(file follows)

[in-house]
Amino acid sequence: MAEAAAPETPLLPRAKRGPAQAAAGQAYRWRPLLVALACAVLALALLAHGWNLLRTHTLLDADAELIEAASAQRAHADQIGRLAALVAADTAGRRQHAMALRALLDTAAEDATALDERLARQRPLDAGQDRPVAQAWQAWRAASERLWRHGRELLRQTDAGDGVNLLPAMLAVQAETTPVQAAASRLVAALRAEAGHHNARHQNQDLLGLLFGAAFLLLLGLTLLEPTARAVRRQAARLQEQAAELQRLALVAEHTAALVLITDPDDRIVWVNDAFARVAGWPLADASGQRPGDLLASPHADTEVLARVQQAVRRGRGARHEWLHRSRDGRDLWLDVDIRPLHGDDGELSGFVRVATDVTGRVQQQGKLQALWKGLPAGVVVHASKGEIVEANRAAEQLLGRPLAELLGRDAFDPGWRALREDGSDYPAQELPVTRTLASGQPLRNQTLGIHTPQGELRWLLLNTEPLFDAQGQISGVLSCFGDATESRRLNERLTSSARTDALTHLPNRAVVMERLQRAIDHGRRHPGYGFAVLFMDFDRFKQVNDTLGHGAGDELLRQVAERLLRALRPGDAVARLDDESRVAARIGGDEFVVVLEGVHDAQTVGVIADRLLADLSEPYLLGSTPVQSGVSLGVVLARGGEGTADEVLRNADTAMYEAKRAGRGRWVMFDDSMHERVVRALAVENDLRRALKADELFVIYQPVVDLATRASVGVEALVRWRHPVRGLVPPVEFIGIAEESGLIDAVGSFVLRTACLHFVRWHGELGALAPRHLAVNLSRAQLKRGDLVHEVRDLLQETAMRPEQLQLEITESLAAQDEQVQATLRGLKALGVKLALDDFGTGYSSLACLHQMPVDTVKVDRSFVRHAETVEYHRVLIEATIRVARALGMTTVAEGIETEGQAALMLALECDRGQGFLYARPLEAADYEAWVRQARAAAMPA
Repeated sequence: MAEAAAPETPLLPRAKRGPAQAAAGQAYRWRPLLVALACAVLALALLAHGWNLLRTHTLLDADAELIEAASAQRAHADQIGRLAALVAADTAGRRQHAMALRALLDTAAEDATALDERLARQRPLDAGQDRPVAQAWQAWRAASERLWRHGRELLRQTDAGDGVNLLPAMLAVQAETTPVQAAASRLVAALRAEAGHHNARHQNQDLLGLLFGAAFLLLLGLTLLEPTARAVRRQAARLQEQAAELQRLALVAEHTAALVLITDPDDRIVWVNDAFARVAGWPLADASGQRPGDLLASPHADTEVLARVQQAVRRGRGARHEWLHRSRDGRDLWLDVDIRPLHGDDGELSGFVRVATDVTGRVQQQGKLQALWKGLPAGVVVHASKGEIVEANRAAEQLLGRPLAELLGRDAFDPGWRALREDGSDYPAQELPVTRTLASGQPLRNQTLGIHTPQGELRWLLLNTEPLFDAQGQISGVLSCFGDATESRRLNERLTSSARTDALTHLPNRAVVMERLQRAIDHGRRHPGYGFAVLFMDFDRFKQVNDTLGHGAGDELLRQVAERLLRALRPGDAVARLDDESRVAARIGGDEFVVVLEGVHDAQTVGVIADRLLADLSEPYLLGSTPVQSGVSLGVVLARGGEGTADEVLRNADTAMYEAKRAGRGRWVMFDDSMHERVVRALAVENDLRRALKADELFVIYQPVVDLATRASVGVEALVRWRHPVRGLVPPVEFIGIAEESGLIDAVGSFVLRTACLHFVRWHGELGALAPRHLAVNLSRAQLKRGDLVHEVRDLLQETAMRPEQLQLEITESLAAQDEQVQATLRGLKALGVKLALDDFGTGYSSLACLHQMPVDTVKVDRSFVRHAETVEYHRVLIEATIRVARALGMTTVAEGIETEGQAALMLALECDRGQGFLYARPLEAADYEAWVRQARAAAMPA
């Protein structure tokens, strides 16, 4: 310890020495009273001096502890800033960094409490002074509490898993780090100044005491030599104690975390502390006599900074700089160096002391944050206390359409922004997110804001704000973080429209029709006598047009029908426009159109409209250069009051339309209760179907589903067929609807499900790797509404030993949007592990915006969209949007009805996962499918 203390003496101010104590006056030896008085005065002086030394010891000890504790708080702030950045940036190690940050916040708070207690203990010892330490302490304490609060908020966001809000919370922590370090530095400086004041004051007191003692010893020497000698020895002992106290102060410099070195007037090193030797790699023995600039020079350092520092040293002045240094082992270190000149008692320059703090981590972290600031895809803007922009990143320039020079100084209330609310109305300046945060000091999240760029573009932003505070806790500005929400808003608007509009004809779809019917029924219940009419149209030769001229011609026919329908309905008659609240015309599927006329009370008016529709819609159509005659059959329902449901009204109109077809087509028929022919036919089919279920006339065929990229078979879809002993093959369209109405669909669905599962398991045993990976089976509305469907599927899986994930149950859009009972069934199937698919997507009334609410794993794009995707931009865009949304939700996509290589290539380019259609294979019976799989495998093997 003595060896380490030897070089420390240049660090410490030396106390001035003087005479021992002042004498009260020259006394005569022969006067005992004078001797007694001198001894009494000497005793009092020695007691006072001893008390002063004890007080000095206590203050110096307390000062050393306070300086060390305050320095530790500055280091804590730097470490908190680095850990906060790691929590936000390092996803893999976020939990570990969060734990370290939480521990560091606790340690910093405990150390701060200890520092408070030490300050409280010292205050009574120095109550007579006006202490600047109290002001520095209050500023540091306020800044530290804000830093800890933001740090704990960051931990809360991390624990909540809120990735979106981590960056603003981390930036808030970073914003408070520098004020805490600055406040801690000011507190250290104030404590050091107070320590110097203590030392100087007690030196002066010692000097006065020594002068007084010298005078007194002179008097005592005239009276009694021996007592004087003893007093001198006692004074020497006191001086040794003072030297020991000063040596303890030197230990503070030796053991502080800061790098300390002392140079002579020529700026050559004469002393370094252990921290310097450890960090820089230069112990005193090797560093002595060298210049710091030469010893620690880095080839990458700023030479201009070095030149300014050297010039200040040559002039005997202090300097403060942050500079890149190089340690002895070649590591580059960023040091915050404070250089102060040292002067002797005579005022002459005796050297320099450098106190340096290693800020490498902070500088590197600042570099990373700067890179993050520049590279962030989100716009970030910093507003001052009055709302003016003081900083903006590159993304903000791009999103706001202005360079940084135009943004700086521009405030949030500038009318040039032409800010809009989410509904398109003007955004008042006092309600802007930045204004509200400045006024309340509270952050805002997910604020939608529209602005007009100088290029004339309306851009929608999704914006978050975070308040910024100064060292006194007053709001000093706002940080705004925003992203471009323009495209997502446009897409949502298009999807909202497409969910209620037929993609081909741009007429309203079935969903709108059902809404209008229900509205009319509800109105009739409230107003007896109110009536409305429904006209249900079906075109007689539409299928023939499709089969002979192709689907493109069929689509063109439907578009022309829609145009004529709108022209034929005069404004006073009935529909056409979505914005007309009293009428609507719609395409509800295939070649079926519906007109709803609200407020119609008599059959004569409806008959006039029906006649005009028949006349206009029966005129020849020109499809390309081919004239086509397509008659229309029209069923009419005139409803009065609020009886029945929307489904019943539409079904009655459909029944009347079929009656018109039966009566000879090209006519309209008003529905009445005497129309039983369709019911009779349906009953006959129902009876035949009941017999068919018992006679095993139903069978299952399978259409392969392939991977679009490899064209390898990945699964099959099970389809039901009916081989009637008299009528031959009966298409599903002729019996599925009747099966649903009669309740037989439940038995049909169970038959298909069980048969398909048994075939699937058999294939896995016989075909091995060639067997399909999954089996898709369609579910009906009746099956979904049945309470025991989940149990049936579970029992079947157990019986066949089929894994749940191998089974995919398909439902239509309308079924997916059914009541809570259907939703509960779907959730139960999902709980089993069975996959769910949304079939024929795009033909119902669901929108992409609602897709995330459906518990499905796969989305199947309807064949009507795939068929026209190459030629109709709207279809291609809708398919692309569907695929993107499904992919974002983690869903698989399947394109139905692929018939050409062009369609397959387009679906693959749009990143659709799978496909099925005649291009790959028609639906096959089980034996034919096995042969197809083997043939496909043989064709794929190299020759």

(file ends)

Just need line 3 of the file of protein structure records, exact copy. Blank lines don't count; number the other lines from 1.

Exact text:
Repeated sequence: MAEAAAPETPLLPRAKRGPAQAAAGQAYRWRPLLVALACAVLALALLAHGWNLLRTHTLLDADAELIEAASAQRAHADQIGRLAALVAADTAGRRQHAMALRALLDTAAEDATALDERLARQRPLDAGQDRPVAQAWQAWRAASERLWRHGRELLRQTDAGDGVNLLPAMLAVQAETTPVQAAASRLVAALRAEAGHHNARHQNQDLLGLLFGAAFLLLLGLTLLEPTARAVRRQAARLQEQAAELQRLALVAEHTAALVLITDPDDRIVWVNDAFARVAGWPLADASGQRPGDLLASPHADTEVLARVQQAVRRGRGARHEWLHRSRDGRDLWLDVDIRPLHGDDGELSGFVRVATDVTGRVQQQGKLQALWKGLPAGVVVHASKGEIVEANRAAEQLLGRPLAELLGRDAFDPGWRALREDGSDYPAQELPVTRTLASGQPLRNQTLGIHTPQGELRWLLLNTEPLFDAQGQISGVLSCFGDATESRRLNERLTSSARTDALTHLPNRAVVMERLQRAIDHGRRHPGYGFAVLFMDFDRFKQVNDTLGHGAGDELLRQVAERLLRALRPGDAVARLDDESRVAARIGGDEFVVVLEGVHDAQTVGVIADRLLADLSEPYLLGSTPVQSGVSLGVVLARGGEGTADEVLRNADTAMYEAKRAGRGRWVMFDDSMHERVVRALAVENDLRRALKADELFVIYQPVVDLATRASVGVEALVRWRHPVRGLVPPVEFIGIAEESGLIDAVGSFVLRTACLHFVRWHGELGALAPRHLAVNLSRAQLKRGDLVHEVRDLLQETAMRPEQLQLEITESLAAQDEQVQATLRGLKALGVKLALDDFGTGYSSLACLHQMPVDTVKVDRSFVRHAETVEYHRVLIEATIRVARALGMTTVAEGIETEGQAALMLALECDRGQGFLYARPLEAADYEAWVRQARAAAMPA